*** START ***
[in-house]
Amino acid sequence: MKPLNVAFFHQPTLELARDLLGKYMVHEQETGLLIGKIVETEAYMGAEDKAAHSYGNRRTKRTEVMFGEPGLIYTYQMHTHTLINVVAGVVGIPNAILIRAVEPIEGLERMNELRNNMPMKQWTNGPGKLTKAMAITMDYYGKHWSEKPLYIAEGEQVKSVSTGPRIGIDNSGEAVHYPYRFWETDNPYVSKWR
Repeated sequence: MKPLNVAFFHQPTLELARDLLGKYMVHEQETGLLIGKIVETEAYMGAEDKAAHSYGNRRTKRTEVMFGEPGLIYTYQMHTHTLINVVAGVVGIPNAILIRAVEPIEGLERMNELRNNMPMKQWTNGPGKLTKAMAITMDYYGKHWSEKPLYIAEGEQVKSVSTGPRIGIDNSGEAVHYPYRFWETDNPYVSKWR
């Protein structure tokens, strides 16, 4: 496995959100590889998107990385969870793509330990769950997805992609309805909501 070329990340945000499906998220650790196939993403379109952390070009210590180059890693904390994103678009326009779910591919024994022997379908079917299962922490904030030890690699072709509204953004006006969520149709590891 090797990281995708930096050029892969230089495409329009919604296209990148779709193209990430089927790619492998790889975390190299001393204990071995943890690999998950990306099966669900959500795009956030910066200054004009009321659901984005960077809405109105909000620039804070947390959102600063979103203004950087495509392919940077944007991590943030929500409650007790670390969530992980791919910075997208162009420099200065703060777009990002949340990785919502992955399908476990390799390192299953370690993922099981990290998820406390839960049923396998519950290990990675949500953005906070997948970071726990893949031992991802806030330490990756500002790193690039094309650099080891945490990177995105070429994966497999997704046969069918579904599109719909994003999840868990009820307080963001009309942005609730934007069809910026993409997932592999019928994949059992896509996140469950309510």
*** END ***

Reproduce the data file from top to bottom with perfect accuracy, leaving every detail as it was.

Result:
[in-house]
Amino acid sequence: MKPLNVAFFHQPTLELARDLLGKYMVHEQETGLLIGKIVETEAYMGAEDKAAHSYGNRRTKRTEVMFGEPGLIYTYQMHTHTLINVVAGVVGIPNAILIRAVEPIEGLERMNELRNNMPMKQWTNGPGKLTKAMAITMDYYGKHWSEKPLYIAEGEQVKSVSTGPRIGIDNSGEAVHYPYRFWETDNPYVSKWR
Repeated sequence: MKPLNVAFFHQPTLELARDLLGKYMVHEQETGLLIGKIVETEAYMGAEDKAAHSYGNRRTKRTEVMFGEPGLIYTYQMHTHTLINVVAGVVGIPNAILIRAVEPIEGLERMNELRNNMPMKQWTNGPGKLTKAMAITMDYYGKHWSEKPLYIAEGEQVKSVSTGPRIGIDNSGEAVHYPYRFWETDNPYVSKWR
């Protein structure tokens, strides 16, 4: 496995959100590889998107990385969870793509330990769950997805992609309805909501 070329990340945000499906998220650790196939993403379109952390070009210590180059890693904390994103678009326009779910591919024994022997379908079917299962922490904030030890690699072709509204953004006006969520149709590891 090797990281995708930096050029892969230089495409329009919604296209990148779709193209990430089927790619492998790889975390190299001393204990071995943890690999998950990306099966669900959500795009956030910066200054004009009321659901984005960077809405109105909000620039804070947390959102600063979103203004950087495509392919940077944007991590943030929500409650007790670390969530992980791919910075997208162009420099200065703060777009990002949340990785919502992955399908476990390799390192299953370690993922099981990290998820406390839960049923396998519950290990990675949500953005906070997948970071726990893949031992991802806030330490990756500002790193690039094309650099080891945490990177995105070429994966497999997704046969069918579904599109719909994003999840868990009820307080963001009309942005609730934007069809910026993409997932592999019928994949059992896509996140469950309510």